Each row in the the news_item table will contain information about a single news item in a news feed. The id field is used to uniquely identify the news_item.

In addition to defining a primary key called id, the first command above also creates a field called title, which will contain the titles of news items, and a field called url, which will contain the link of the news article to which the news item refers. Both title and url are declared as text, which means they contain character data with a very large size limitation. These fields are also declared as not null, which means these fields must contain string data and can not be set to null. Note that setting a not null character field to an empty is allowed because this is different from setting the field to null.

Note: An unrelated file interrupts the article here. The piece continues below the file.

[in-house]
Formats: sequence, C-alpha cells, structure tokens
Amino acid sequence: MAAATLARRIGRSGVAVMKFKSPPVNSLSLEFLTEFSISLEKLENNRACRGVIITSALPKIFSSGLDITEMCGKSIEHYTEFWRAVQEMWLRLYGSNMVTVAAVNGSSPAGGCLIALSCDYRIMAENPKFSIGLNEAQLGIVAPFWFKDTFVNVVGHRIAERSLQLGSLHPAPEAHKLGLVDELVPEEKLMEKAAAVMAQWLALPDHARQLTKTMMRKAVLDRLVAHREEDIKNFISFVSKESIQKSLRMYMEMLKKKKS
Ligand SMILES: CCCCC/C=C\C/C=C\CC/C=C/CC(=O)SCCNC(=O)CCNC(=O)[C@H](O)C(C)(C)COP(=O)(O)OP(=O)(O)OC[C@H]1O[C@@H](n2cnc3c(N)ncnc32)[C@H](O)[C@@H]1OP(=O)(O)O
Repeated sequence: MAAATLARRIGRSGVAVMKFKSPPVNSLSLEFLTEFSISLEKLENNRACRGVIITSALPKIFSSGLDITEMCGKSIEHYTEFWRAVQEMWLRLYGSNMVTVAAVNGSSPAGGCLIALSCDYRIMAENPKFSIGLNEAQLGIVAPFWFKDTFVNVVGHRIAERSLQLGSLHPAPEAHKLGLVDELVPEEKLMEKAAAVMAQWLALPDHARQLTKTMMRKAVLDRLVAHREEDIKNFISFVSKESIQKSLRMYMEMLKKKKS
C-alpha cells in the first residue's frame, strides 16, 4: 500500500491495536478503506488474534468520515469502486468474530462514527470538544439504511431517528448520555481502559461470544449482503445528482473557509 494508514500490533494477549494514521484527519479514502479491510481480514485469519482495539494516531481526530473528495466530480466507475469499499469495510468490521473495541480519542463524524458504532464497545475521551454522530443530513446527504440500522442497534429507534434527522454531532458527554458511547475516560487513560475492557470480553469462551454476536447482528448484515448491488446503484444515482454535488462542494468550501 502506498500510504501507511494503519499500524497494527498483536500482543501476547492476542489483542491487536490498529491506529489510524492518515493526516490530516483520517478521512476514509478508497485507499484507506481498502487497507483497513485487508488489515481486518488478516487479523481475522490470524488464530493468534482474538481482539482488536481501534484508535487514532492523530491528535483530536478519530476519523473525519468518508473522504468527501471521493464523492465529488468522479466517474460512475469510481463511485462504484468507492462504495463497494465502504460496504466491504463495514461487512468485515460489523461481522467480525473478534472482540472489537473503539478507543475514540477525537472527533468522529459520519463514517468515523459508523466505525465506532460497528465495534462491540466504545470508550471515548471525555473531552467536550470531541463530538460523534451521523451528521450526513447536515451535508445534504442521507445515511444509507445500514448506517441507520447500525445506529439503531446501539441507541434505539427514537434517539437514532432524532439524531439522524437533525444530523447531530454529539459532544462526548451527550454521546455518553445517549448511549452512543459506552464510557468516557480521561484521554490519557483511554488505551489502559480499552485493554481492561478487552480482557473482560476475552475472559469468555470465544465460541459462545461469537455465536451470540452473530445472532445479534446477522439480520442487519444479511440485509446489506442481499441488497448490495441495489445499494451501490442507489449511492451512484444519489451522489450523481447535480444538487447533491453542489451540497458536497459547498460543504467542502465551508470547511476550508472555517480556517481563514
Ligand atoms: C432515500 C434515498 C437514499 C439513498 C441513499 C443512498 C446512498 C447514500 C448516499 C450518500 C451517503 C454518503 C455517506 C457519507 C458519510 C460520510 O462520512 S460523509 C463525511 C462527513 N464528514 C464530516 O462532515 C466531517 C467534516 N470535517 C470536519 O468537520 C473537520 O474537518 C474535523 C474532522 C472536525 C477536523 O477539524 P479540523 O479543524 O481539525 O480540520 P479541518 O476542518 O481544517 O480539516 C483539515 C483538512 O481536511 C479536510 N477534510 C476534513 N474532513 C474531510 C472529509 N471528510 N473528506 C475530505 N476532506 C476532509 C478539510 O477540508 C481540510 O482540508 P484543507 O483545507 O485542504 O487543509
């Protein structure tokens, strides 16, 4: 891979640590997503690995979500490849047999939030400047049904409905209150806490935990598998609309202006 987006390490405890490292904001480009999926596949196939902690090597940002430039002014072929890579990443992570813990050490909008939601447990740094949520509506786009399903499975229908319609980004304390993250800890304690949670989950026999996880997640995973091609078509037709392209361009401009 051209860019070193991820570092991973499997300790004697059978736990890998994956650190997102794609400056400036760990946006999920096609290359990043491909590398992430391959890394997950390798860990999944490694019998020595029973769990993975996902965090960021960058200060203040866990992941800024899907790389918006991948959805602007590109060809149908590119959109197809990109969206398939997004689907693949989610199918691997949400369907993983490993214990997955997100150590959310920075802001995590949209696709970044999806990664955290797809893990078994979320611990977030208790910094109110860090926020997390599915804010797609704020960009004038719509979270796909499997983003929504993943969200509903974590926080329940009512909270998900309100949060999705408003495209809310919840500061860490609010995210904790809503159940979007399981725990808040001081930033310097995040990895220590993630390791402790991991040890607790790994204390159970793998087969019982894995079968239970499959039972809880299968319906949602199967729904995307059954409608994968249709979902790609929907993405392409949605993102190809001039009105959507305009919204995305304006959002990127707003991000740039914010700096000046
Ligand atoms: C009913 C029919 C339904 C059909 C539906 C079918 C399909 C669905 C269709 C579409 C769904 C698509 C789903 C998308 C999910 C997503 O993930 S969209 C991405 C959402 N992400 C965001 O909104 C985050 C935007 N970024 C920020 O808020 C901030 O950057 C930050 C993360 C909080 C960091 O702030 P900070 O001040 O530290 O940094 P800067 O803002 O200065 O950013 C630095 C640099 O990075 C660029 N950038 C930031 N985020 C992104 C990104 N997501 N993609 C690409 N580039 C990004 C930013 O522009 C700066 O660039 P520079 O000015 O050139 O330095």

The second command in the above file is also a create table command. In this case, we create a table called sequence that will be used to store a single value: the next value to be used for a new primary key. The third command is an SQL insert command that inserts a row into the sequence table. By inserting the number 1000 in this table, we mean for our primary keys to begin from 1000. Every time we use a primary key, we will increment this value.